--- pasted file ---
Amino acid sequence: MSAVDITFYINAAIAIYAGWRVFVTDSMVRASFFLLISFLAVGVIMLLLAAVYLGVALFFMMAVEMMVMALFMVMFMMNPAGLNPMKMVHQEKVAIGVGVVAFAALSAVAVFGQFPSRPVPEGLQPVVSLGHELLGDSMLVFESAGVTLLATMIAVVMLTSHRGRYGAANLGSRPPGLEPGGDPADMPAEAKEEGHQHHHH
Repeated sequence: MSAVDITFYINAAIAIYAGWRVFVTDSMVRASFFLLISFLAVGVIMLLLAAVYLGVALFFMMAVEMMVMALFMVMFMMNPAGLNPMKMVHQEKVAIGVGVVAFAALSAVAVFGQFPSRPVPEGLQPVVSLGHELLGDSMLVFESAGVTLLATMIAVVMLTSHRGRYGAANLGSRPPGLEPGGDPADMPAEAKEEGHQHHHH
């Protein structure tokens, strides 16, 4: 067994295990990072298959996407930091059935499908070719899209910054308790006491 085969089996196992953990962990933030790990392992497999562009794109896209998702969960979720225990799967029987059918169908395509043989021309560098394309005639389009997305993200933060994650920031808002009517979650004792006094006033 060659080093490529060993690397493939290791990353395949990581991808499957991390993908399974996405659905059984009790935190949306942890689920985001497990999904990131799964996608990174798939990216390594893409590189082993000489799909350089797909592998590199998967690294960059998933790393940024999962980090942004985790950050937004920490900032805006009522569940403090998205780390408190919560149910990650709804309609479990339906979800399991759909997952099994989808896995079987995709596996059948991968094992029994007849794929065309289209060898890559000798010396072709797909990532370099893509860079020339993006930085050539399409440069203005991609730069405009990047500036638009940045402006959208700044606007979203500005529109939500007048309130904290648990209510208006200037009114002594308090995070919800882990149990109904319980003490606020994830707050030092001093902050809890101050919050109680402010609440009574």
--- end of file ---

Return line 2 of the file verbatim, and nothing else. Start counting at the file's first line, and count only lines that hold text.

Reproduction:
Repeated sequence: MSAVDITFYINAAIAIYAGWRVFVTDSMVRASFFLLISFLAVGVIMLLLAAVYLGVALFFMMAVEMMVMALFMVMFMMNPAGLNPMKMVHQEKVAIGVGVVAFAALSAVAVFGQFPSRPVPEGLQPVVSLGHELLGDSMLVFESAGVTLLATMIAVVMLTSHRGRYGAANLGSRPPGLEPGGDPADMPAEAKEEGHQHHHH